Silicon Valley file-sharing giant Dropbox – a rival to Aaron Levie’s Box which IPO’d at $2.7 billion last Friday – hosted its first London Hackathon over the weekend, following its UK launch last week.
The hackathon, held in East London's Shoreditch, acted as the perfect opportunity for Dropbox to tap into the creative and technical talent on offer in what is arguably the UK's leading tech hub.
The overall winners, developers Alex Curran and Stuart Lynch, were awarded £1000 for Matter - a private blogging app allowing users to post photos and text to Dropbox in a neat timeline, and share them with friends and family while retaining complete control.
Matter creators Alex Curran and Stuart Lynch (©Dropbox)
Over 120 developers joined Dropbox to create new apps on Dropbox's APIs.
Dropbox said some of the most unusual ideas included converting Dropbox into a bitcoin wallet, building a memory card to instantly upload images from a DSLR, a 3D-Dropbox to upload physical objects to your digital Dropbox with the help of a 3D scanner, and tours of London where users are given their next direction after they've taken a photo of their location.
While Matter won the overall prize, four other teams were recognised for their efforts within a particular category.
Dropbox Star: Easy Wallet
The Dropbox Star prize was awarded to the team that made the best use of the Dropbox API in their hack. Easy Wallet won the award by turning Dropbox into a bitcoin wallet. The entire interface to Easy Wallet is the file system in Dropbox. For example, users can make change from their bitcoins by simply renaming files in Dropbox, and can give away bitcoin by sending a file.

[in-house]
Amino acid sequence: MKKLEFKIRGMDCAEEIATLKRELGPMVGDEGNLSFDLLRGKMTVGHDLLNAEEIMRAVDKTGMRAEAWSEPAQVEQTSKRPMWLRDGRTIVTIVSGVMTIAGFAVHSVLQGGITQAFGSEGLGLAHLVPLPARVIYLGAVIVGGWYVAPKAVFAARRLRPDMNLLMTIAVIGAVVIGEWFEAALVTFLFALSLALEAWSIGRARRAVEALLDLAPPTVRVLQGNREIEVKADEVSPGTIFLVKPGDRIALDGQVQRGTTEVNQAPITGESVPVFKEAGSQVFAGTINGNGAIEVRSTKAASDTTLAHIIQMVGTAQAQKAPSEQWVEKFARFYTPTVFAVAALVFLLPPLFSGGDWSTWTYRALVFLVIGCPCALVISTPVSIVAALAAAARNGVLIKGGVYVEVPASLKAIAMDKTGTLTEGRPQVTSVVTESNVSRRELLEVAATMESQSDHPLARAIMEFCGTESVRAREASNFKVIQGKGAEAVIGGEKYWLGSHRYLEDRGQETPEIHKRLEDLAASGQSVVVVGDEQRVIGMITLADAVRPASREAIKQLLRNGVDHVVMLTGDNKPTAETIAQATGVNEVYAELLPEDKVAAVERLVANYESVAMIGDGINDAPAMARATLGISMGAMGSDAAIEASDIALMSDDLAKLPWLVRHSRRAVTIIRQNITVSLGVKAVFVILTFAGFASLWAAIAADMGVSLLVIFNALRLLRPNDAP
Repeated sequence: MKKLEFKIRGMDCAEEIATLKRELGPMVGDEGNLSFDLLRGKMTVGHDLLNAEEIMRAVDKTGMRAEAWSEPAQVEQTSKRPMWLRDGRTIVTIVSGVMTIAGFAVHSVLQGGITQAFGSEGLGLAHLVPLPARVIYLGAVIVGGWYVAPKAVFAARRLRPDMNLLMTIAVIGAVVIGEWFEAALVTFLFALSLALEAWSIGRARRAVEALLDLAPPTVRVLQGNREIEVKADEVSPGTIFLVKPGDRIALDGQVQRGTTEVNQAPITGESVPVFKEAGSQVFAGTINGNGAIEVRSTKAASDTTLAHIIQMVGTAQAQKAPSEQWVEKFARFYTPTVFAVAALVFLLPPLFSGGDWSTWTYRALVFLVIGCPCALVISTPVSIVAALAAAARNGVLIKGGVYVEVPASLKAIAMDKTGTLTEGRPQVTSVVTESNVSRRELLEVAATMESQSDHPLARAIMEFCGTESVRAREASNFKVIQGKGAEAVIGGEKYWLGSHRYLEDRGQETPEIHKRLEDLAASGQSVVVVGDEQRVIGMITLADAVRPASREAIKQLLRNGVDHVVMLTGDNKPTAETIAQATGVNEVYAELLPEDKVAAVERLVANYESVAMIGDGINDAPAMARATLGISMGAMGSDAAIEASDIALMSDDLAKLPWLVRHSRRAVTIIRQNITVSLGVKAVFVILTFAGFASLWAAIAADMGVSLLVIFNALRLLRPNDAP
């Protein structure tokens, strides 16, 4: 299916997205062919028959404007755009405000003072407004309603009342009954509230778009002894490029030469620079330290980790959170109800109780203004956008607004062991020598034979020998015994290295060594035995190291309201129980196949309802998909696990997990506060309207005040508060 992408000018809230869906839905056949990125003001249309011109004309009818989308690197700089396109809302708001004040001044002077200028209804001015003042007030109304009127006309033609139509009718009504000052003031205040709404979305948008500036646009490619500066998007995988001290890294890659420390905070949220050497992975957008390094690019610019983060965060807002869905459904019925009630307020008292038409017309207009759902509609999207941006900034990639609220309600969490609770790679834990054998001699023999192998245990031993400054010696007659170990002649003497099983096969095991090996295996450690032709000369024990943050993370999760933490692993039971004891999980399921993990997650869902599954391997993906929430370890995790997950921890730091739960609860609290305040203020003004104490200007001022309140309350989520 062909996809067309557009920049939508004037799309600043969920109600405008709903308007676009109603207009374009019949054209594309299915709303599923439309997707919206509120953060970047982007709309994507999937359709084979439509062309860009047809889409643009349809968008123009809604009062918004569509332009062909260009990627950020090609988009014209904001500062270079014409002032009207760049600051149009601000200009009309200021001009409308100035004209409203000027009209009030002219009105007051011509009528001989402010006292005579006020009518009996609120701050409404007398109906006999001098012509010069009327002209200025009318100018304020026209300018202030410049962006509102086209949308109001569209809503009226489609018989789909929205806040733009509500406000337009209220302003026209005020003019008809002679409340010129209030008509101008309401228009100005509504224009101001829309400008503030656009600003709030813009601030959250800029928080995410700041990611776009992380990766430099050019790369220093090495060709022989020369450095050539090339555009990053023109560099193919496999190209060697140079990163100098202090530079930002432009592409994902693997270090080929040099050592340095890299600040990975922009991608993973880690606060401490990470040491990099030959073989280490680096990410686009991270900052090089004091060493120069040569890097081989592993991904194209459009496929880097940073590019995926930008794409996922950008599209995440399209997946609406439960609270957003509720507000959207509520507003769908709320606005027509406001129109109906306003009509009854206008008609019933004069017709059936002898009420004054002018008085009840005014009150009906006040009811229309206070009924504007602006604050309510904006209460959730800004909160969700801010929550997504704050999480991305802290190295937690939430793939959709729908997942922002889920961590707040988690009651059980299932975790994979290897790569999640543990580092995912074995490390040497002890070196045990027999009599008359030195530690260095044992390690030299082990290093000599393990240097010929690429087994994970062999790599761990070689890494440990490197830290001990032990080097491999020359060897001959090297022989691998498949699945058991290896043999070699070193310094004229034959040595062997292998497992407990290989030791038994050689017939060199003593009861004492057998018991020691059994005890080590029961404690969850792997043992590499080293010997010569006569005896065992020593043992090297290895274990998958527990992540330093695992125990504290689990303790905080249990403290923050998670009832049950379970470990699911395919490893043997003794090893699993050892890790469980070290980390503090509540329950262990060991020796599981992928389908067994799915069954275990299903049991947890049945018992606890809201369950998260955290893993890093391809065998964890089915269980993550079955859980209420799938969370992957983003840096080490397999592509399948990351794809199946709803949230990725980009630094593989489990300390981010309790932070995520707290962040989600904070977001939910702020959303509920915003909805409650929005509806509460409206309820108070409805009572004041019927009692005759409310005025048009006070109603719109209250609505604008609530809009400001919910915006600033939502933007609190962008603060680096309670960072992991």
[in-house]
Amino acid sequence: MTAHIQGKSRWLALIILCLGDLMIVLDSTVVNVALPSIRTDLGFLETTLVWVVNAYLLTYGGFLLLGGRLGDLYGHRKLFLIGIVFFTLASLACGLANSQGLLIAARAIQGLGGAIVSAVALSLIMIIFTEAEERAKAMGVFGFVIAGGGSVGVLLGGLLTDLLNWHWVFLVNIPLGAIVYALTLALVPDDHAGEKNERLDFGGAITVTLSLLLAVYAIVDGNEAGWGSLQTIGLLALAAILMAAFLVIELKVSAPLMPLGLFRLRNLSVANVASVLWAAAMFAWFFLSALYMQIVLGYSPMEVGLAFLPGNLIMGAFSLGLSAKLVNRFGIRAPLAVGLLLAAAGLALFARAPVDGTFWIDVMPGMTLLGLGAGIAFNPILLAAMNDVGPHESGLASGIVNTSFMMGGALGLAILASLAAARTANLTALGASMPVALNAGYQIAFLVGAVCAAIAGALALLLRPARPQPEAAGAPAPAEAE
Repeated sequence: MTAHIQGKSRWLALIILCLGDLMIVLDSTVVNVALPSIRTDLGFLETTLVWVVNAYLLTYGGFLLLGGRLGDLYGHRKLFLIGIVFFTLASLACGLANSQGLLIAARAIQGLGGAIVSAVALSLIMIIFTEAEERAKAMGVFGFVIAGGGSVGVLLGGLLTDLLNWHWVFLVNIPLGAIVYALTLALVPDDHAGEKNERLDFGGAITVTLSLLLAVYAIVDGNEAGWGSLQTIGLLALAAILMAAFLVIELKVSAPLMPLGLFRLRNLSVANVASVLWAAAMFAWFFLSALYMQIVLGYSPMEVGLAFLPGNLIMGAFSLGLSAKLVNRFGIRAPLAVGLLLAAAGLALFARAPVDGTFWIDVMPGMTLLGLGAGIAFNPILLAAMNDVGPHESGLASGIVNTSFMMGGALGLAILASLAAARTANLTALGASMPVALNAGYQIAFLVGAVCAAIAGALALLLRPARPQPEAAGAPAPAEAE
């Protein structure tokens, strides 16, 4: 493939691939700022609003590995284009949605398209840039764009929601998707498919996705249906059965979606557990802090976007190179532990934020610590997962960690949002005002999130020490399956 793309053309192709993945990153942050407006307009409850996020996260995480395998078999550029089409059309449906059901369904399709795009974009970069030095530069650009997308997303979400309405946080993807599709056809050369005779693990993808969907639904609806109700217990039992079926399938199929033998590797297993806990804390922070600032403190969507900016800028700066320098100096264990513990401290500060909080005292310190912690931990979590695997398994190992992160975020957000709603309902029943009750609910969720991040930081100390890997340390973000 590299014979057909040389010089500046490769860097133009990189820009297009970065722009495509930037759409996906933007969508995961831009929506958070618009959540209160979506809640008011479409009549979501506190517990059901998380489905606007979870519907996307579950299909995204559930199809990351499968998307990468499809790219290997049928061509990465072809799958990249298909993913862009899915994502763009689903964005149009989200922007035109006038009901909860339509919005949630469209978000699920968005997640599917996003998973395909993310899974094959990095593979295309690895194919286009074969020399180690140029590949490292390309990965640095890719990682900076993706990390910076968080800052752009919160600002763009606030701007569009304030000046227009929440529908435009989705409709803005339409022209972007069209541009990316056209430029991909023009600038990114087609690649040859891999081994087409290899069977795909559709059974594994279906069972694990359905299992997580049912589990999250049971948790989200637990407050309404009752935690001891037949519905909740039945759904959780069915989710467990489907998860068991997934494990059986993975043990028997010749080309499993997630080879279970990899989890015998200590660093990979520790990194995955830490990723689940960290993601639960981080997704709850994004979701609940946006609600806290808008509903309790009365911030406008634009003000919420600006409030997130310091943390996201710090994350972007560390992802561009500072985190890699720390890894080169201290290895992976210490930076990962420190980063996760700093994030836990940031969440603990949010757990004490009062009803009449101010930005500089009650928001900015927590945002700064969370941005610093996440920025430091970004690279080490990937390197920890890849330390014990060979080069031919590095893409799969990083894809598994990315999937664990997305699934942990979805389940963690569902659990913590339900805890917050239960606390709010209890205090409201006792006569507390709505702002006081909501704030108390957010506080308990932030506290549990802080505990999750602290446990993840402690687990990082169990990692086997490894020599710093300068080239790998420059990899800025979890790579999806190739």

London Local: Dropbox Pictour
The London Local prize was awarded to the hack with the best emphasis on London. Dropbox Pictour won this award with their app that helps users take directed tours around London. Pictour starts by giving a user a hint as to where to start their tour. The user needs to make their way to that location and take a picture there. Pictour notices the new picture in Dropbox, checks the geolocation of the photo, and rewards the user with a hint for their next location.
Best Design: Swapbox
Swapbox won the Best Design award with their app that lets users exchange photos with random strangers. Every photo that's sent via Swapbox gets delivered to another random Swapbox user's Dropbox, and that user is notified by email. Both users get to see how far the photo traveled. Swapbox is already live at https://swapbox.co.
Cool Tech: Dropbox Live
The Cool Tech prize was awarded to the team that built the most impressive technical hack. The Dropbox Live team won the prize with their hack to perform instant camera uploads with their DSLR camera. By building their own SD card mirroring and Dropbox uploading via an attached Raspberry Pi, this team managed to make camera uploads almost instantaneous from their camera. You can see some of the images they captured live at the hackathon via their Twitter account: @dropboxlive2.
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